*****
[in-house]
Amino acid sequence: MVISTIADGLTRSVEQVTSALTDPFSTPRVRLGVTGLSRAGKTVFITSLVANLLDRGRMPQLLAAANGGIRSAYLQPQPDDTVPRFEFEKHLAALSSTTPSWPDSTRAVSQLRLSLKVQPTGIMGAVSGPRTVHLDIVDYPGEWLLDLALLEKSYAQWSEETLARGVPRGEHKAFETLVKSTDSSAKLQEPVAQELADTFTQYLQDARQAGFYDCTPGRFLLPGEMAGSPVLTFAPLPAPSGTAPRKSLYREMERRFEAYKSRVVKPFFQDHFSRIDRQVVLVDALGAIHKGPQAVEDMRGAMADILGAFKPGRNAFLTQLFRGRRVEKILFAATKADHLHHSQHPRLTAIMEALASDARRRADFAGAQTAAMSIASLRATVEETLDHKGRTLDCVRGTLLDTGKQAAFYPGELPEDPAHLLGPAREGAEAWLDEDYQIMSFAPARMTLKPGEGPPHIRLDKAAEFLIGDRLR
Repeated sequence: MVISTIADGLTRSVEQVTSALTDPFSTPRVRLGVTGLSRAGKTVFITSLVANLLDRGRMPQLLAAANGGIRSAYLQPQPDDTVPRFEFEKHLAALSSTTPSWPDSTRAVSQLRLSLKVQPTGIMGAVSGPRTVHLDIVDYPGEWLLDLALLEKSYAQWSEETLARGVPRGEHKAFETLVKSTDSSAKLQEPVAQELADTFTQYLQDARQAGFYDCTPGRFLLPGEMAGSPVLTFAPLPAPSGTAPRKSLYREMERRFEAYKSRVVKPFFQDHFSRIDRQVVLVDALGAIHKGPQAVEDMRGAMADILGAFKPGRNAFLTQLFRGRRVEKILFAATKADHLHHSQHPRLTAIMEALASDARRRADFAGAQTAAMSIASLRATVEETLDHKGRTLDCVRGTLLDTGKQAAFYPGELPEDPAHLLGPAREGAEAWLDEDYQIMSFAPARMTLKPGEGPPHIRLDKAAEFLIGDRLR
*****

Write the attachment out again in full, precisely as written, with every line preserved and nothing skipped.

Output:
[in-house]
Amino acid sequence: MVISTIADGLTRSVEQVTSALTDPFSTPRVRLGVTGLSRAGKTVFITSLVANLLDRGRMPQLLAAANGGIRSAYLQPQPDDTVPRFEFEKHLAALSSTTPSWPDSTRAVSQLRLSLKVQPTGIMGAVSGPRTVHLDIVDYPGEWLLDLALLEKSYAQWSEETLARGVPRGEHKAFETLVKSTDSSAKLQEPVAQELADTFTQYLQDARQAGFYDCTPGRFLLPGEMAGSPVLTFAPLPAPSGTAPRKSLYREMERRFEAYKSRVVKPFFQDHFSRIDRQVVLVDALGAIHKGPQAVEDMRGAMADILGAFKPGRNAFLTQLFRGRRVEKILFAATKADHLHHSQHPRLTAIMEALASDARRRADFAGAQTAAMSIASLRATVEETLDHKGRTLDCVRGTLLDTGKQAAFYPGELPEDPAHLLGPAREGAEAWLDEDYQIMSFAPARMTLKPGEGPPHIRLDKAAEFLIGDRLR
Repeated sequence: MVISTIADGLTRSVEQVTSALTDPFSTPRVRLGVTGLSRAGKTVFITSLVANLLDRGRMPQLLAAANGGIRSAYLQPQPDDTVPRFEFEKHLAALSSTTPSWPDSTRAVSQLRLSLKVQPTGIMGAVSGPRTVHLDIVDYPGEWLLDLALLEKSYAQWSEETLARGVPRGEHKAFETLVKSTDSSAKLQEPVAQELADTFTQYLQDARQAGFYDCTPGRFLLPGEMAGSPVLTFAPLPAPSGTAPRKSLYREMERRFEAYKSRVVKPFFQDHFSRIDRQVVLVDALGAIHKGPQAVEDMRGAMADILGAFKPGRNAFLTQLFRGRRVEKILFAATKADHLHHSQHPRLTAIMEALASDARRRADFAGAQTAAMSIASLRATVEETLDHKGRTLDCVRGTLLDTGKQAAFYPGELPEDPAHLLGPAREGAEAWLDEDYQIMSFAPARMTLKPGEGPPHIRLDKAAEFLIGDRLR